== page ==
The Swiss drinking culture is more liberal than the controlled drinking the US – and yet statistics show the US has more problems with alcohol abuse. How can this be?
During the past 12 years of living in the Alps, I noticed that alcohol abuse is nearly as pervasive here as it is in the US.
Although the two places are poles apart – different languages, cultures, and histories; one is mountainous and the other is by the ocean – the one thing they share is a transient, holiday, party atmosphere. Alcohol is an intrinsic part of society.
I asked my therapist if alcohol abuse was worse in the mountains than it is in the lowlands. She said ‘yes’ and attributed the problem to it being a holiday destination.
Statistics on Swiss drinking
So, I found that the US scores a little worse than Switzerland in terms of the cost of alcohol abuse. According to a Swiss government study, the cost to society of excessive drinking was CHF 4.2 billion in 2010; this amounts to CHF 632. Interestingly, men were responsible for much of the higher cost. A similar study by the Centers for Disease Control and Prevention in the US found that excessive drinking cost the USD 223.5 billion in 2006 or USD 746 per person (so USD 25 more than in Switzerland), most of which was attributable to binge drinking. These numbers would indicate that the alcohol problem is worse in the US than in Switzerland.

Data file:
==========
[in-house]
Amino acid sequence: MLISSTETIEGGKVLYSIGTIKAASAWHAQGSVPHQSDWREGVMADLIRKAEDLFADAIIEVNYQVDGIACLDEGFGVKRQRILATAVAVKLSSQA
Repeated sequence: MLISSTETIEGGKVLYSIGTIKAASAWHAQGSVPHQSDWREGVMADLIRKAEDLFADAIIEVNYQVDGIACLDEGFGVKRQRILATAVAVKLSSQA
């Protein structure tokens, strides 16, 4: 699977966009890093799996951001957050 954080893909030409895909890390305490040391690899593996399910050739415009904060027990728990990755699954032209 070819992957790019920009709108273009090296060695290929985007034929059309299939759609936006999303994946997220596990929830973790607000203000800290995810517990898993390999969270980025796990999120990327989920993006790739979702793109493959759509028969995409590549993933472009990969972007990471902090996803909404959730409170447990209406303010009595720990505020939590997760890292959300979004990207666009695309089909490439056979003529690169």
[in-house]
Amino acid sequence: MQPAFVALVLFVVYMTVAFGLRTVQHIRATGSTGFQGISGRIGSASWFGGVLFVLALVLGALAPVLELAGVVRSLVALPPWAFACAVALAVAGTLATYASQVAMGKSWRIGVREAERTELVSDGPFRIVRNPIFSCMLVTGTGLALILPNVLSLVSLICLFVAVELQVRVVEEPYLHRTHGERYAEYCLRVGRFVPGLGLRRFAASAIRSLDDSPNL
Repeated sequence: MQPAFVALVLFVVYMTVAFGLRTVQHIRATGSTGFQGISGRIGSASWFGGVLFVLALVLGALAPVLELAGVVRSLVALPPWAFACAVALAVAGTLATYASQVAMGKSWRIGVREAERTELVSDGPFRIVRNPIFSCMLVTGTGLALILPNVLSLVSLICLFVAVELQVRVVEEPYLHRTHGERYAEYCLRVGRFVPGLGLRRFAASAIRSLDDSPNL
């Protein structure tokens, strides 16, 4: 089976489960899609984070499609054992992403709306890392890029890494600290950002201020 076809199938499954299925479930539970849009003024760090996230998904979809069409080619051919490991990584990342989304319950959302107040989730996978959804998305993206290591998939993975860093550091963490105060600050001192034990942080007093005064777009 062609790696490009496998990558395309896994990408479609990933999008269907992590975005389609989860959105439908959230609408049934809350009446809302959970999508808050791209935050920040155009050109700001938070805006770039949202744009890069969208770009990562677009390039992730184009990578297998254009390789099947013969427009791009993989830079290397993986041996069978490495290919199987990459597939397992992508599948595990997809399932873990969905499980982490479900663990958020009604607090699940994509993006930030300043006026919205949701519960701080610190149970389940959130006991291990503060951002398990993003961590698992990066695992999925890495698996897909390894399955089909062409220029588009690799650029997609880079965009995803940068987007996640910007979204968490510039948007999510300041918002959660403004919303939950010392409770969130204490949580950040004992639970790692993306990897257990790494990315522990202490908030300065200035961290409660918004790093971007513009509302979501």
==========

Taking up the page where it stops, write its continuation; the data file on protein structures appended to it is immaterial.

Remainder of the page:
How can that be?
Switzerland’s laws on alcohol consumption are far more relaxed than those in the US. Could it be that when things are illegal, they become all the more enticing? Is it that the alcohol problem in Switzerland arises out of habit, whereas in the US it arises out of binge drinking?
Anyway, here are the laws:
- Age limits: The legal drinking age in Switzerland is 16 for beer, wine and cider and 18 for spirits. The canton of Ticino prohibits selling and consumption of any type of alcohol by minors under the age if 19. Mystery shopping (test purchasing research) is conducted in the canton of Bern. In the US, the drinking age is 21 for all types of alcoholic drinks.
- Drinking and driving: The blood alcohol limit is 0.05% and in the US it’s 0.08%.
- Random breath testing: yes, all European countries have this except for Britain.
Rhode Island does not allow sobriety checkpoints due to its state constitution, but some other states do.
- Restrictions on consumption: Consumption in public places is legal in Switzerland but not in the US, where open container laws exist. But if you hide your bottle in a brown paper bag and the police can’t see it to prove it, you’re okay.
- Taxation: The tax on alcohol is SFR 29 per liter of pure alcohol, SFR 5.30 for beer and there’s no tax on wine. The tax is SFR 116 per liter of pure alcohol for Alcopops. The VAT is 8 percent on alcohol, which is markedly lower than its European counterparts.
Taxes in the US vary by state. In Rhode Island, it is around USD 0.60 per gallon of wine, USD 3.75 per gallon of spirits, and an absurdly low USD 0.11 per gallon of beer.